Students present a final presentation on December 7, of works from the lab.
This fall, Tisch Drama was proud to organize a second session of the Brendan Bradley Innovation Lab, a cross-department, collaborative initiative designed to foster innovation in live performance using digital media and technologies.
The project—made possible by a generous donation from alumnus Brendan Bradley ‘05—was held over the course of eight weeks at Tisch and in NYU’s Brooklyn-based MAGNET Center (Media and Games Network). In addition to fostering innovation, Bradley noted the lab itself is an innovative structure for learning, as a think tank established to introduce artists and thought-leaders across the University.
“In founding the lab, I hoped to disrupt the silos of a traditional BFA program that can be counterintuitive to a 21st-century approach to arts education,” he explained. “It’s crucial that students have early opportunities to develop the skills of collaboration and communication within their discipline.
“And, as technology has become a valued partner of every industry—especially the creation and distribution of art—the lab aims to empower students to explore this partnership without the professional stressors of clients, deadlines, or product expectations.”
Bradley said he was proud of how the program has grown over the past year.
“This year, we doubled our enrollment to include participants from Tisch Drama, Interactive Media Arts, the Game Center at NYU, and the Interactive Telecommunications Program,” he said—“making the lab one of the most collaborative, cross-departmental events at the University.”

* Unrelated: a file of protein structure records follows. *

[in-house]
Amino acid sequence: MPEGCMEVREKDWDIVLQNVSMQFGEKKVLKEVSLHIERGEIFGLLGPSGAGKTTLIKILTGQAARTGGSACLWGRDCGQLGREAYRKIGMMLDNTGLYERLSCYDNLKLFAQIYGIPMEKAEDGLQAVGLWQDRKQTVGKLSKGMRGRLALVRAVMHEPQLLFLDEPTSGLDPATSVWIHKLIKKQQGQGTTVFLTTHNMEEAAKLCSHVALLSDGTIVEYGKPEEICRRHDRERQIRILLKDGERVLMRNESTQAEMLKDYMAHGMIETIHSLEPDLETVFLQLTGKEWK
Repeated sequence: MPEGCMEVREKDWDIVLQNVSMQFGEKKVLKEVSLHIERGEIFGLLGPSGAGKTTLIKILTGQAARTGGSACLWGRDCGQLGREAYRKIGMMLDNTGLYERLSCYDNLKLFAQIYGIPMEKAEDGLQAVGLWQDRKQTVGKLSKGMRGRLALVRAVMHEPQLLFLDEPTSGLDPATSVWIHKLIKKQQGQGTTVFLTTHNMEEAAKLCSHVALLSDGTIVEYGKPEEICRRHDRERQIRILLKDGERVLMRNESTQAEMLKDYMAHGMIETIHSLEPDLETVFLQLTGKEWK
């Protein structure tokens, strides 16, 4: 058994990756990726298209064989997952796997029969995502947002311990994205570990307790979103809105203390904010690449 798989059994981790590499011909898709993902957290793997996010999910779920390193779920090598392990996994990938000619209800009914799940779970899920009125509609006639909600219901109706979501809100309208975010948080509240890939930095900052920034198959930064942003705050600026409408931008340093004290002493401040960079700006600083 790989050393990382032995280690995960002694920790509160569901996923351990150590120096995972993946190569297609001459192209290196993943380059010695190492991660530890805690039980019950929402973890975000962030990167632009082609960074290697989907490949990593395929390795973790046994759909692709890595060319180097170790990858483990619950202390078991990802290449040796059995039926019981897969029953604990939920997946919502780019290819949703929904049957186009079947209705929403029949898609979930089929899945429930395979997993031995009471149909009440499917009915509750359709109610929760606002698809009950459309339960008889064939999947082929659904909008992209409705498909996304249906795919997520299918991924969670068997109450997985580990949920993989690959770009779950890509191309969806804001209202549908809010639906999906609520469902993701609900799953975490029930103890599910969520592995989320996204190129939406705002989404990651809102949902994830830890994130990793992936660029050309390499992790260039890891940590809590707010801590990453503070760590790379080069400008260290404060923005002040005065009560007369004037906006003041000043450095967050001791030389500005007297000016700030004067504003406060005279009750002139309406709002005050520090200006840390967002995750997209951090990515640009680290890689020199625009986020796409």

As such, students came into the lab with backgrounds in acting, writing, dance, photography, game design, sound and lighting design, and more—fostering a dynamic space ripe for collaboration and discovery.
Students share their experiences working in the lab.
“We continued to prioritize ‘process over product’ while galvanizing the participants as artists and leaders—not only as collaborators in a shared final presentation, but also to empower each of them to articulate and share their individual practices and processes,” Bradley said.
Christian Weinschenk, a student in NYU’s Game Design program, agreed.
“The lab provided an opportunity to expose myself to different philosophies on a) how to communicate and b) how to express an idea,” Weinschenk elaborated. “That kind of holistic enrichment will be valuable for me going back to the Game Center... And now, I feel like I have this team of people behind me.”
One of those people—Tisch Drama student Michael Moran—said he believes performance and technology to be inherently tied.
“From a philosophical sense, there isn’t really anything separating the use of a prop and a projection system on stage, or in performance,” Moran said. “Both are means to the same end—to get the audience living within the performance. Technology can also equally [interact as] an actor, participant, and performer.”
Kat Vlasova, a student in Interactive Media Arts, said she felt that the lab's integration of technology and performance was crucial in modern education.
“Performance and technology are both vital components of human communication in this era,” she said. “They are interdependent and strengthen each other. Theatre itself is a technology created to communicate ideas.”
On December 7, participating students presented a cumulative interactive performance event that included research and investigation in projection mapping, immersive environments, interactive experiences, video games, installation art, live audio mixing, and more.